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The Web as Google”s Data Source

Posted: December 31st, 1969 | Author: | Filed under: java, Programming, Uncategorized | Tags: | No Comments »

The Web as Google's Data Source

Picture of IrvinOne of the things that Google is doing to the web is that it is, I believe by design, deterring individuals from doing things that make the presentation layer richer. The method by which they crawl and index pages leaves out Flash and AJAX content entirely. When a company that bases their revenue on pageviews and or visits is designing a web property, doing an all AJAX / Flash / Silverlight / etc… implementation of the interface is often swept off the table because Google and other search engines can't crawl it. It makes more sense for these companies, financially, to do a tidy looking crawlable interface.

The interesting thing about doing a “SEO friendly” interface is that it often isn't the best from an architectural perspective since your presentation and business logic are tied up in your controller. Technically speaking, you can't change one without the other changing on the application server. I talked about this a while ago in an article discussing the MVC pattern and application servers. Instead what you get, minus any JavaScript and CSS, is a nicely formatted, structured document, ready for ingestion into a massive database, i.e. Google's, and presented through a much nicer UI, i.e. Google's.

When looked at this way, it becomes apparent what the future of the web looks like. At first I was against things like AppEngine and doing SEO based pages until I realized that much of what is happening around us, RSS readers, and the like, are really interfaces that aggregate web content and taylor it to the way I want to see it in an often native interface. When you imagine the web as a massive data source you begin to understand the need to impose formatting rules on the interfaces. Not that crawling AJAX sites wouldn't be a daunting task, but with Google's technology, they could accomplish it, but I don't think it would be in their best interest.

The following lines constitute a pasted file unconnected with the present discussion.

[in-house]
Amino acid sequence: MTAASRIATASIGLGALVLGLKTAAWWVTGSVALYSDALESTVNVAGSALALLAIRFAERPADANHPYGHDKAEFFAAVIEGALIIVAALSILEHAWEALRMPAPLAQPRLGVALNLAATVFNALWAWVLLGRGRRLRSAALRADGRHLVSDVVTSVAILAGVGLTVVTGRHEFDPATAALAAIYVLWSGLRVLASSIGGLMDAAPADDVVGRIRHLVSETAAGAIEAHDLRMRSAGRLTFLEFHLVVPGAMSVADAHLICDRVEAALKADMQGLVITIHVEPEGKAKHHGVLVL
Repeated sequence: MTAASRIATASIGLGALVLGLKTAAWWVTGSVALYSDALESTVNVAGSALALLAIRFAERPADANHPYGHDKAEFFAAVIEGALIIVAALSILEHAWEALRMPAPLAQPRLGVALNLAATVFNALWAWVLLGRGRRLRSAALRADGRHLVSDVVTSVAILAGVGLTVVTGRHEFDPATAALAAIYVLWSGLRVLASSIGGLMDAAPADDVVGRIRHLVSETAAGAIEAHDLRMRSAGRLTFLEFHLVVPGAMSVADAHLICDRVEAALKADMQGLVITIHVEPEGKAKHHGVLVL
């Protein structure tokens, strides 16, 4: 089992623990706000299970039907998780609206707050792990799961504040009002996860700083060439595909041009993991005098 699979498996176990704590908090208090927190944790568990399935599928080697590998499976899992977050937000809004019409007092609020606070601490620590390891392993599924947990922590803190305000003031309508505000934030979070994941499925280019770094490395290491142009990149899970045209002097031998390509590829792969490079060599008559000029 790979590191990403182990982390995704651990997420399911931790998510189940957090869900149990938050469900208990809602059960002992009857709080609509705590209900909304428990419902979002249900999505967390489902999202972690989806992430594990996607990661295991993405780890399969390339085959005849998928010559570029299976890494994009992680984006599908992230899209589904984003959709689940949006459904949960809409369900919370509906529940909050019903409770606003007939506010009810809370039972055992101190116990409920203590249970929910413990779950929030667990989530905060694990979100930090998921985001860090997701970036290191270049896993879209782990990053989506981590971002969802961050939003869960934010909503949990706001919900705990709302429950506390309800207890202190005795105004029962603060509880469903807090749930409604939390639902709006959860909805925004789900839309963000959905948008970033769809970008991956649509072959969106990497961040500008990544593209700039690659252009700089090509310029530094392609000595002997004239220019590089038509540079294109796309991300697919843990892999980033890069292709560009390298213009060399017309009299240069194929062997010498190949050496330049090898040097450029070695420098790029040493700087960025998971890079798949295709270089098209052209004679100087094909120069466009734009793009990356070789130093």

If Google can get everyone to insert their content into the App Engine, then it saves them a step because your content would be inserted directly in their database, no need to crawl. Then Google could create optimized mashups of your content with other content to create superior applications. Anyone using AppEngine, or anything of the sort has to be aware that this is a possibility. If they want to control the creation of mashups, they should not use it.

My recommendation to build a future-proof site would be to build a clean simple version for the web, per Google's guidelines, and then build a desktop and mobile version that can digest your content and present it in a more flexible way. This may change as runtime web scripting languages become more powerful, but in some ways I think that we would be worse off without Google's webmaster guidelines. The web as a data source is a powerful concept, one that I'm sure is not lost on Google, or Vint Cerf. I just don't know how much that concept jives with the way people currently think of the web as a platform.